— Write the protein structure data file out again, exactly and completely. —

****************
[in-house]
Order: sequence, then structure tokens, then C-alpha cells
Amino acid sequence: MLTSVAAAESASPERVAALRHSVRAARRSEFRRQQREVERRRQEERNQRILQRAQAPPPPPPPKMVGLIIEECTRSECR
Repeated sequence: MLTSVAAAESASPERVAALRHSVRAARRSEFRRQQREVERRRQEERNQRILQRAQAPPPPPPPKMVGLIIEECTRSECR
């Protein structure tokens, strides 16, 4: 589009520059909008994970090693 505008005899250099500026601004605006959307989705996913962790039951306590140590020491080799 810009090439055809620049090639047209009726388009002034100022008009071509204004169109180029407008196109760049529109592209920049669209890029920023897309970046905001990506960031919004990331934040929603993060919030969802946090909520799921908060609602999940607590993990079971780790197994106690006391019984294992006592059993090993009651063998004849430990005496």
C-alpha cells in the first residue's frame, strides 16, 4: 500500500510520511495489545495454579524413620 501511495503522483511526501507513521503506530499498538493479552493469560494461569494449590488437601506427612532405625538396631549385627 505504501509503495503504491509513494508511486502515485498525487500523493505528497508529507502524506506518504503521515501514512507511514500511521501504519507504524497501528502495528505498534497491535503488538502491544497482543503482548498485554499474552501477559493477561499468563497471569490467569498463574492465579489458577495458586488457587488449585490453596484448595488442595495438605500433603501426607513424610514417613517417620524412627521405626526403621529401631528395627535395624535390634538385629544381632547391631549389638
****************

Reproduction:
[in-house]
Order: sequence, then structure tokens, then C-alpha cells
Amino acid sequence: MLTSVAAAESASPERVAALRHSVRAARRSEFRRQQREVERRRQEERNQRILQRAQAPPPPPPPKMVGLIIEECTRSECR
Repeated sequence: MLTSVAAAESASPERVAALRHSVRAARRSEFRRQQREVERRRQEERNQRILQRAQAPPPPPPPKMVGLIIEECTRSECR
């Protein structure tokens, strides 16, 4: 589009520059909008994970090693 505008005899250099500026601004605006959307989705996913962790039951306590140590020491080799 810009090439055809620049090639047209009726388009002034100022008009071509204004169109180029407008196109760049529109592209920049669209890029920023897309970046905001990506960031919004990331934040929603993060919030969802946090909520799921908060609602999940607590993990079971780790197994106690006391019984294992006592059993090993009651063998004849430990005496």
C-alpha cells in the first residue's frame, strides 16, 4: 500500500510520511495489545495454579524413620 501511495503522483511526501507513521503506530499498538493479552493469560494461569494449590488437601506427612532405625538396631549385627 505504501509503495503504491509513494508511486502515485498525487500523493505528497508529507502524506506518504503521515501514512507511514500511521501504519507504524497501528502495528505498534497491535503488538502491544497482543503482548498485554499474552501477559493477561499468563497471569490467569498463574492465579489458577495458586488457587488449585490453596484448595488442595495438605500433603501426607513424610514417613517417620524412627521405626526403621529401631528395627535395624535390634538385629544381632547391631549389638